The Seer’s Wolf by Barbara Petrie – 2015

seer's wolf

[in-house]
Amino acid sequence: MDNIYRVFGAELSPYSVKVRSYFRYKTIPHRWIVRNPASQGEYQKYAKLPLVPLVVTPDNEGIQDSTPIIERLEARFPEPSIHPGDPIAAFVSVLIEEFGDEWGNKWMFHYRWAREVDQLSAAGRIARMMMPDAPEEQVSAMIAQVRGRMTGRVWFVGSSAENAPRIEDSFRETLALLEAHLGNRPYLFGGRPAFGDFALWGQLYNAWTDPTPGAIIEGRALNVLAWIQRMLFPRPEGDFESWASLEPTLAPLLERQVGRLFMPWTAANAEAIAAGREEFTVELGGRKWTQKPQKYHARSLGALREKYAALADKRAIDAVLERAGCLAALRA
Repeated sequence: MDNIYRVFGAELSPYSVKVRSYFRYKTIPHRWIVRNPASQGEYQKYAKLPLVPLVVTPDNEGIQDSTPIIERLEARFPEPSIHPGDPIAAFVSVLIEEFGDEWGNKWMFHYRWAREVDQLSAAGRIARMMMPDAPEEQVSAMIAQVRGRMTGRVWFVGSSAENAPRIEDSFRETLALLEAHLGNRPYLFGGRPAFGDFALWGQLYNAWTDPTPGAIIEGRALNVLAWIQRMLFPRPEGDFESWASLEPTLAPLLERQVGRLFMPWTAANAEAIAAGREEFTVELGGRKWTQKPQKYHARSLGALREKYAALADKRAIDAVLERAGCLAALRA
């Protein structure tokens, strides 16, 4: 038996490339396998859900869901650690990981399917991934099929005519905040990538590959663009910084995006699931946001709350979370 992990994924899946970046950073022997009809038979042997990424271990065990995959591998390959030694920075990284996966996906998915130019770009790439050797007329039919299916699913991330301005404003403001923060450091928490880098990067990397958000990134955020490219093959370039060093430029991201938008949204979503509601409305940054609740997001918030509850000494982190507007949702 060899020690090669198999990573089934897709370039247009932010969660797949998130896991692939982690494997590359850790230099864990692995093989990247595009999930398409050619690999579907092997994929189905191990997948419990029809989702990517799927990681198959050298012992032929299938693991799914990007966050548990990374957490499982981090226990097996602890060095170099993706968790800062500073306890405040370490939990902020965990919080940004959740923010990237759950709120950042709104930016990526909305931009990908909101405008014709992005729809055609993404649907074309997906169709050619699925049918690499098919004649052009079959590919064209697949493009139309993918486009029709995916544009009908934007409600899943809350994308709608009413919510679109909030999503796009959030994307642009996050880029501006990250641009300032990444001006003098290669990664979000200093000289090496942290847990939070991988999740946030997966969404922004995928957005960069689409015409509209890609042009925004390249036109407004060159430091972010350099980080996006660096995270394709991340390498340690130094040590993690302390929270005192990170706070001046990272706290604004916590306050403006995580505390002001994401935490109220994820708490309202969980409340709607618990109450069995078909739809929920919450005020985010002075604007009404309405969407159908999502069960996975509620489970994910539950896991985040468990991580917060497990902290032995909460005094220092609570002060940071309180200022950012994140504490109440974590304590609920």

Well I was baffled by this book.  The idea of a werewolf tale set in rural Canterbury in the 1950s is very very promising.  But despite the cover telling us this is the story of a werewolf in rural New Zealand we are told up front in a disclaimer that it isn’t a story about werewolves, but that two principal characters have porphyria – a disease thought to produce werewolf-suggestive symptoms.  The seer of the title is young Clover Fairnie, but her ‘see-ing’ peters out as the book progresses and never really figures in her quest to find the werewolf her father jokingly mentions as they puzzle over the disappearance of a neighbour’s pet possum.  This possum disappearance pre-dates the arrival of new neighbours, the Randal family from England, and it is the father and eldest daughter Randal who have the unfortunate disease – and seemingly that’s not all they share.  The mother, Irena Randal is a herbalist – and it becomes very confusing whether she is using her craft to kill or to seduce her husband.  Clover observes all the odd goings on and after a strange dream starts to equate some of the local characters with animals – which could have been interesting but these associations go nowhere – in fact the one quite powerful resonance between a human character and an animal occurs near the end of the book where the writing gets uncharacteristically poetic and the human/animal association is out of the blue, so the section reads like the culmination of quite a different story.  I think the animal associations are supposed to be significant – the sections of the book have animal names – but I couldn’t glean any real significance from these section headings.  There is a great array of characters and a suggestion at the end that this might be a bildungsroman for Clover – and there are odd references to her starting her periods and feeling odd when around certain of the male characters.  But even this doesn’t really work, despite the possum disappearance being explained (rather unconvincingly) it could be that Clover’s imagination could have been excited by the odd behaviour of the neighbours and the mention of werewolves – but as the reader knows the neighbours’ behaviour is due to their ailment from the foreword not from within the novel there is no moment of awakening for Clover.  And her character is a bit uneven anyway – she might think werewolves are a possibility but a young farm girl on the outskirts of Christchurch in the 1950s would surely know there are no actual wolves in New Zealand.  I think there are some great elements in this book, the use of sex as entrapment, the way a young open mind can put elements together to make a convincing reality, the allure of the blurring of boundaries between human and non-human animals – but I found the book itself just weird, and weird in the wrong way.

 

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